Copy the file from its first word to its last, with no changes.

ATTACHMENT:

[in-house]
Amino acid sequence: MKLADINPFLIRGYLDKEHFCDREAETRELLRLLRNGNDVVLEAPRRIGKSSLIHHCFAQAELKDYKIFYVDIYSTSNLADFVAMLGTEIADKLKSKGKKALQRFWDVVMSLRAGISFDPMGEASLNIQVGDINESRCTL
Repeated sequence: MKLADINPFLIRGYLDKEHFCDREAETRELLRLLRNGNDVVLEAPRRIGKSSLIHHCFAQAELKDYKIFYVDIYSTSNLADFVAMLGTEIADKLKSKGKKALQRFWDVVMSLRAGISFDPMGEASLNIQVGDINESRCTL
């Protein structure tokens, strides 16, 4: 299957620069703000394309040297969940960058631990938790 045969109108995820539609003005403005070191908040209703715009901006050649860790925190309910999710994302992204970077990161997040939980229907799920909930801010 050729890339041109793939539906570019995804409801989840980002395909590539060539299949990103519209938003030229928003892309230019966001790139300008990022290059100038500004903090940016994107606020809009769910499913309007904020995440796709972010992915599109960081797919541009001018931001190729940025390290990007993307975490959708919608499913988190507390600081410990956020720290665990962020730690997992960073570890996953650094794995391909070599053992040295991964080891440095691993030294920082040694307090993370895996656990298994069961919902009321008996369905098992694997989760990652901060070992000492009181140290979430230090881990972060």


[in-house]
Amino acid sequence: MKLADINPFLIRGYLDKEHFCDREAETRELLRLLRNGNDVVLEAPRRIGKSSLIHHCFAQAELKDYKIFYVDIYSTSNLADFVAMLGTEIADKLKSKGKKALQRFWDVVMSLRAGISFDPMGEASLNIQVGDINESRCTL
Repeated sequence: MKLADINPFLIRGYLDKEHFCDREAETRELLRLLRNGNDVVLEAPRRIGKSSLIHHCFAQAELKDYKIFYVDIYSTSNLADFVAMLGTEIADKLKSKGKKALQRFWDVVMSLRAGISFDPMGEASLNIQVGDINESRCTL
């Protein structure tokens, strides 16, 4: 299957620069703000394309040297969940960058631990938790 045969109108995820539609003005403005070191908040209703715009901006050649860790925190309910999710994302992204970077990161997040939980229907799920909930801010 050729890339041109793939539906570019995804409801989840980002395909590539060539299949990103519209938003030229928003892309230019966001790139300008990022290059100038500004903090940016994107606020809009769910499913309007904020995440796709972010992915599109960081797919541009001018931001190729940025390290990007993307975490959708919608499913988190507390600081410990956020720290665990962020730690997992960073570890996953650094794995391909070599053992040295991964080891440095691993030294920082040694307090993370895996656990298994069961919902009321008996369905098992694997989760990652901060070992000492009181140290979430230090881990972060």